Erik Solan

Measuring Content Amplification Efforts: Why and How to Get Started

Measuring Content Amplification
Ivelin Radkov/

You made your case for content amplification and you built your brand strategy. You have implemented a process to not only develop blog content, but to promote it within specific verticals online!

Is it working? Now comes crunch time…

  1. Are your content amplification efforts creating engagement?
  2. Is that engagement resulting in revenue?
  3. If so, what’s your return versus other channels (paid search, organic, display, etc.)?

Is Content Amplification Working for the Brand?

In order to answer these questions – and to save your content strategy for future generations – you need to have a full understanding of how amplification efforts are impacting your bottom line. More specifically:

  1. How does engagement relate to on-site and off-site activities?
  2. How do on-site and off-site behaviors relate to revenue for your organization?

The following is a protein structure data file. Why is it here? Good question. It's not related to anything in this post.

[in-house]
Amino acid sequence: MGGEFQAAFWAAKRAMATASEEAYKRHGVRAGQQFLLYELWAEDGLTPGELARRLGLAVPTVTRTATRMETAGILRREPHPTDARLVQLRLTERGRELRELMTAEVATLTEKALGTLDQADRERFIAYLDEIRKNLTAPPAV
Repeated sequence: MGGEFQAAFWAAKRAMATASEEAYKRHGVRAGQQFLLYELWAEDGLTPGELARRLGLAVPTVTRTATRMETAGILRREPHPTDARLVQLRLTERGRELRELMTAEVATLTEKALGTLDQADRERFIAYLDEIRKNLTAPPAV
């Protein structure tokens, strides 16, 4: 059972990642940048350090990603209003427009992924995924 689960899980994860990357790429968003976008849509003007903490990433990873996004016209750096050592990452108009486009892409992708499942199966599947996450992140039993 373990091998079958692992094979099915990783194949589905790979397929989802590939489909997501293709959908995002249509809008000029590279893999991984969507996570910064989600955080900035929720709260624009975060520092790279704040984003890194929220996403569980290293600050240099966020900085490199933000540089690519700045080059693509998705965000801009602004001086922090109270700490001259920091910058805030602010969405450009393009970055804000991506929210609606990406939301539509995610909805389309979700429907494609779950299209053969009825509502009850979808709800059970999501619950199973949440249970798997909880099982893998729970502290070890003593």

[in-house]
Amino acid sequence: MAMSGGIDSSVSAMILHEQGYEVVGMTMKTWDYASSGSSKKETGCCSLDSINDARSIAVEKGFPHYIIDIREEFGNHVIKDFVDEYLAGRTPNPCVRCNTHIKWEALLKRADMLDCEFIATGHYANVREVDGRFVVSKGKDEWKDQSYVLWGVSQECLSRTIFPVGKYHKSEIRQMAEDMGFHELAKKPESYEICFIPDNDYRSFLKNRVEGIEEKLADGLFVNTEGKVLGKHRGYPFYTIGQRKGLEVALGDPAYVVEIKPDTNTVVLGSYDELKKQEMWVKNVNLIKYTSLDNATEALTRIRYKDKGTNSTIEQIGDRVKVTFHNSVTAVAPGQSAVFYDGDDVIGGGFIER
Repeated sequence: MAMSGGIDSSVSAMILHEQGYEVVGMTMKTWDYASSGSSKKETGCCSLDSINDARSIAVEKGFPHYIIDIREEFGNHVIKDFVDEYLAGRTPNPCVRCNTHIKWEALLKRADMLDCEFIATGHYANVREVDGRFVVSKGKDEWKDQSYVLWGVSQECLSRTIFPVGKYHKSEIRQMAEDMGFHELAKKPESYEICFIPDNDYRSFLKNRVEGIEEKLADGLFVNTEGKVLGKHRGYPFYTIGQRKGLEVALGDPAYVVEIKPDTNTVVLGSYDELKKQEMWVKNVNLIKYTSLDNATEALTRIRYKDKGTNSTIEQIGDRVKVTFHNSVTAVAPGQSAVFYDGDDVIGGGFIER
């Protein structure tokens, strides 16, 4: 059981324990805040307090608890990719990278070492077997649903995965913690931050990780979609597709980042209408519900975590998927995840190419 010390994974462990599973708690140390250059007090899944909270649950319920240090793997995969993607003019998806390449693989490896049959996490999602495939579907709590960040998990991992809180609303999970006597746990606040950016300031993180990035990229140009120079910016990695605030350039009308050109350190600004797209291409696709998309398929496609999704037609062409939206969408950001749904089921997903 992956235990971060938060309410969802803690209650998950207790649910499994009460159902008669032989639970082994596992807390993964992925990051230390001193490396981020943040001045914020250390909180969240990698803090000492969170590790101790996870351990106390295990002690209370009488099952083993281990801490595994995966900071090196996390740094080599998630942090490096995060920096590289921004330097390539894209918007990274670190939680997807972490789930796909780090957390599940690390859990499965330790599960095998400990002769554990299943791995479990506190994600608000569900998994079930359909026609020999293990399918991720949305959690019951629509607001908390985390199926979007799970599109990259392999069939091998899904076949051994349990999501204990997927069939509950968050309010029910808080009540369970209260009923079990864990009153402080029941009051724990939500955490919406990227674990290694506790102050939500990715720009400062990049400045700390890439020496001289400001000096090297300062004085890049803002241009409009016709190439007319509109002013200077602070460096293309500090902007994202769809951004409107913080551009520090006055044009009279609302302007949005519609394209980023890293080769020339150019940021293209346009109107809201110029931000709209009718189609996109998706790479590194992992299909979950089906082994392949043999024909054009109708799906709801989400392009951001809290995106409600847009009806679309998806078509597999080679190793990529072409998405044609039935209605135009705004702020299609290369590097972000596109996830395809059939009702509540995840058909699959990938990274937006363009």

3. Today we will share 5 of the most important steps in measuring amplification strategy ROI.

Before we get into understanding if your efforts are working, here’s a quick definition of content amplification:

To amplify content is to utilize paid and owned media channels to promote your brand’s best performing content in efforts to grow your digital reach, and to encourage users to return to the sales funnel. The context of today’s discussion will include the following paid media channels: paid search, display, paid social, organic social, and lead nurture tactics.

5 Tips to Track and Measure Your Content Amplification Efforts

#1. Begin with the end in mind.

A familiar mantra to be sure, and familiar for a reason! Before any successful amplification effort is started, everyone involved must agree on the objective. For example: